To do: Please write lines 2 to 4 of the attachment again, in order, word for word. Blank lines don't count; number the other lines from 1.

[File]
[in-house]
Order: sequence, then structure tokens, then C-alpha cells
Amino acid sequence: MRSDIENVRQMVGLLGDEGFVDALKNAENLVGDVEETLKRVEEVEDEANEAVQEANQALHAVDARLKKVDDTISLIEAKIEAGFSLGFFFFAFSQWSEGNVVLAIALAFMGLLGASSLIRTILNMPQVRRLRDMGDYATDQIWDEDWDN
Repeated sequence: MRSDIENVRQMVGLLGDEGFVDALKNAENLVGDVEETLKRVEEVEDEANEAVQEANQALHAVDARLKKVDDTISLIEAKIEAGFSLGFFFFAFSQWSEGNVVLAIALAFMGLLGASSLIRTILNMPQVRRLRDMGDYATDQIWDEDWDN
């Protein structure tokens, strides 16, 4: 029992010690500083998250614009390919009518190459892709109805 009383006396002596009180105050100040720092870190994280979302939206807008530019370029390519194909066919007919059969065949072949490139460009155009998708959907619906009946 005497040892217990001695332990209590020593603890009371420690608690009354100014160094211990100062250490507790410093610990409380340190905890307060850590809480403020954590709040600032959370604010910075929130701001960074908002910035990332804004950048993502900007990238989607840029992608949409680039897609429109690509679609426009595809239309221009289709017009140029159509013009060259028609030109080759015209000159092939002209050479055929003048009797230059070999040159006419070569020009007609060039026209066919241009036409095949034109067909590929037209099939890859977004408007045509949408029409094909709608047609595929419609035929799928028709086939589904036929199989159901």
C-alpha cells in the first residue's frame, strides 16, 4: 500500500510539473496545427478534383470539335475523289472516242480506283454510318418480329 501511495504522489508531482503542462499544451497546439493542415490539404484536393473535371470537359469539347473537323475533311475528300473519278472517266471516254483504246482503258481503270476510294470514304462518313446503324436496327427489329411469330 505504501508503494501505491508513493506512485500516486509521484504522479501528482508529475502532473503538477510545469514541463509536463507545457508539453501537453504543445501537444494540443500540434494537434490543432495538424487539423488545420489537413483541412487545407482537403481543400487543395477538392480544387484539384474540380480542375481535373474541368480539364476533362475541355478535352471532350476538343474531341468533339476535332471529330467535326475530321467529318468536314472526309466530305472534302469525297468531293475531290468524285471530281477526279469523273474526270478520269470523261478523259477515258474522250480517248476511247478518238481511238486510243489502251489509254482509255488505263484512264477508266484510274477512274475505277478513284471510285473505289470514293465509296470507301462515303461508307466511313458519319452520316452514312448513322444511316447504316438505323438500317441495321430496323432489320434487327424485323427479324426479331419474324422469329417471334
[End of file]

Order: sequence, then structure tokens, then C-alpha cells
Amino acid sequence: MRSDIENVRQMVGLLGDEGFVDALKNAENLVGDVEETLKRVEEVEDEANEAVQEANQALHAVDARLKKVDDTISLIEAKIEAGFSLGFFFFAFSQWSEGNVVLAIALAFMGLLGASSLIRTILNMPQVRRLRDMGDYATDQIWDEDWDN
Repeated sequence: MRSDIENVRQMVGLLGDEGFVDALKNAENLVGDVEETLKRVEEVEDEANEAVQEANQALHAVDARLKKVDDTISLIEAKIEAGFSLGFFFFAFSQWSEGNVVLAIALAFMGLLGASSLIRTILNMPQVRRLRDMGDYATDQIWDEDWDN